By: Bruce Leeds, Senior Counsel, Braumiller Law Group, PLLC
2018 saw a number of administrative and legislative changes to U.S. export controls. Many of them have not been implemented, and others have gone into place. Let’s take a look:
Export Control Reform Act (ECRA) of 2018
This legislation had bipartisan sponsorship, was passed by both houses of Congress, and became law on Aug. 13, 2018. It establishes legal authority for U.S. export controls, and finally puts an end to the President needing to use emergency powers to extend the long-expired Export Administration Act of 1979.
Many provisions of the ECRA are still under development and will be rolled out over the next year or more. The most significant provisions concern emerging and foundational technologies.
The Bureau of Industry & Security will lead an inter-agency effort to identify and implement new export controls on emerging and foundational technologies. This could lead to export controls on technologies that are considered essential to U.S. national security. These technologies may include artificial intelligence, biotechnology, self-driving vehicles, nanotechnology, robotics and semiconductors. Although this sounds a bit like a blank check, any new regulations will require private sector review and input before going into place.
Committee on Foreign Investment in the United States (CFIUS)
The CFIUS is a committee chaired by the Secretary of the Treasury with members from other federal agencies. Its responsibility is oversight and review of purchases and investments by foreign entities in U.S. companies. This year Congress passed the Foreign Investment Risk Review Modernization Act (FIRRMA) and it became law.
FIRRMA will give CFIUS the authority to review acquisition of U.S. companies dealing in controlled technologies by foreign entities and acquisitions by U.S. entities that are controlled by non-U.S. entities. “Controlled technologies” include those subject to ITAR controls, many EAR controls, and possibly the emerging and foundational technologies mentioned above. In effect CFIUS will become an export control agency where a non-U.S. entity, or U.S. entity controlled by non-US persons, seeks to acquire a U.S. entity dealing in certain controlled technologies. Although implementing regulations is still a way off, we would assume CFIUS will have the authority to deny an acquisition for what amounts to export control reasons.
Export Control Reform (ECR)
ECR is still underway. This year the Departments of State and Commerce took on the three remaining U.S. Munitions List (USML) categories that had not been revised through ECR. They are Cat. I covering firearms; Cat. II covering guns and armaments; and Cat. III covering ammunition. Proposed revisions to the USML and the Commerce Control List were published for public comment in the Federal Register. The finalized changes to the regulations are expected in 2019.
Changes to the International Traffic in Arms Regulations (ITAR)
The Directorate of Defense Trade Controls (DDTC) and the Bureau of Industry & Security requested and received comments for a review of USML categories V (explosives), X (personal protective equipment) and XI (military electronics). This review may have already resulted in changes to categories V and XI (see below).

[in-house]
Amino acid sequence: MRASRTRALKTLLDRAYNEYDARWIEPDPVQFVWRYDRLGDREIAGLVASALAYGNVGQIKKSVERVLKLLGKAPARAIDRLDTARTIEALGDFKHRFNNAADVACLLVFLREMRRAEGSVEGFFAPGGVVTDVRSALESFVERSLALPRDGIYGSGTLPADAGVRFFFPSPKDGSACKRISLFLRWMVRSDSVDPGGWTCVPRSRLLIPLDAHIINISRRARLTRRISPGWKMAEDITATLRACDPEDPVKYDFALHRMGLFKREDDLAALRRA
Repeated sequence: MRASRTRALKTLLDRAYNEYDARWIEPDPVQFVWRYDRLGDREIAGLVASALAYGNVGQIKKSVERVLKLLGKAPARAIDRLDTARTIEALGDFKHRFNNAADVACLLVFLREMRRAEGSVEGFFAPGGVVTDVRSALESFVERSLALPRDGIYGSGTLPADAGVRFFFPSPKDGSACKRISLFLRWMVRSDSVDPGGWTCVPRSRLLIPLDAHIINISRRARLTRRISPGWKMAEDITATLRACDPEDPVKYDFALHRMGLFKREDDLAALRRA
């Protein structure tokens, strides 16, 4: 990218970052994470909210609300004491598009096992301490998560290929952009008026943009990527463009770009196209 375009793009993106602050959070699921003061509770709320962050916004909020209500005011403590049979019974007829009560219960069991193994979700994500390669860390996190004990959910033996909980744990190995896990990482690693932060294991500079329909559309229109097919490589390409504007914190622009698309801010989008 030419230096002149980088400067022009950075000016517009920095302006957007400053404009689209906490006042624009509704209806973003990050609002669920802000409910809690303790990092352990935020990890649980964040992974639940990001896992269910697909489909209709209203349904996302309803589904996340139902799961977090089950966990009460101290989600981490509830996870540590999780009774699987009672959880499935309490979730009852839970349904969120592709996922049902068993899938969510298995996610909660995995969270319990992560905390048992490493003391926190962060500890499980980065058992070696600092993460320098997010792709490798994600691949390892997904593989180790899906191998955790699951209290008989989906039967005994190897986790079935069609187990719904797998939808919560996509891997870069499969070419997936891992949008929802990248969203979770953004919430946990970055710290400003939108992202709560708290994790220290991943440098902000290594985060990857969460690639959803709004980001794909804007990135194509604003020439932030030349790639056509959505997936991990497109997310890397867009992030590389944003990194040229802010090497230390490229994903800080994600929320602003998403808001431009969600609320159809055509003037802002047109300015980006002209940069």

DDTC also published revisions to several USML categories. These included Cat. IV (launch vehicles), V (explosives), VIII (aircraft, helicopters and UAVs), XI (military electronics) and XV (spacecraft).
DDTC also changed its website (www.pmddtc.state.gov) and made several personnel and leadership changes.
Changes to the Export Administration Regulations
One of the significant changes to the EAR was expansion of the Entity List and the Unverified List in Part 744. These lists have become an important export control tool. Exports to entities on these lists require a license application – regardless of export control classification – and probable denial. Checking against these lists should become part of the export screening process.
BIS revised 17 Export Control Classification Numbers (ECCNs) that were subject to Missile Technology controls as a result of the Missile Technology Control Regime plenary agreements.
BIS also revised 54 ECCNs to implement changes made to the Wassenaar Arrangement Dual-Use and Technologies List made at the December 2017 Wassenaar plenary meeting. The changes also caused changes to license exceptions APR (Additional Permissive Re-exports) and STA (Strategic Trade Authorization).
These changes draw attention to the fact that export control personnel must stay on top of changes to the regulations and visit the agency websites frequently
Changes to the Office of Foreign Assets Control (OFAC) Sanctions and Regulations
The major change to the OFAC sanctions was a re-imposition of the Iran sanctions on Nov. 4. For the most part the sanctions returned to where they were prior to the Implementation Day of the Joint Comprehensive Plan of Action in January 2016. OFAC also added (or reinstated) many parties to the Specially Designated Nationals List). OFAC also added entities to other lists – all of which appear in the OFAC Consolidated Screening List – another list to check before exporting.
Are we having fun yet? Stay tuned for more exciting (?) revisions and changes in 2019.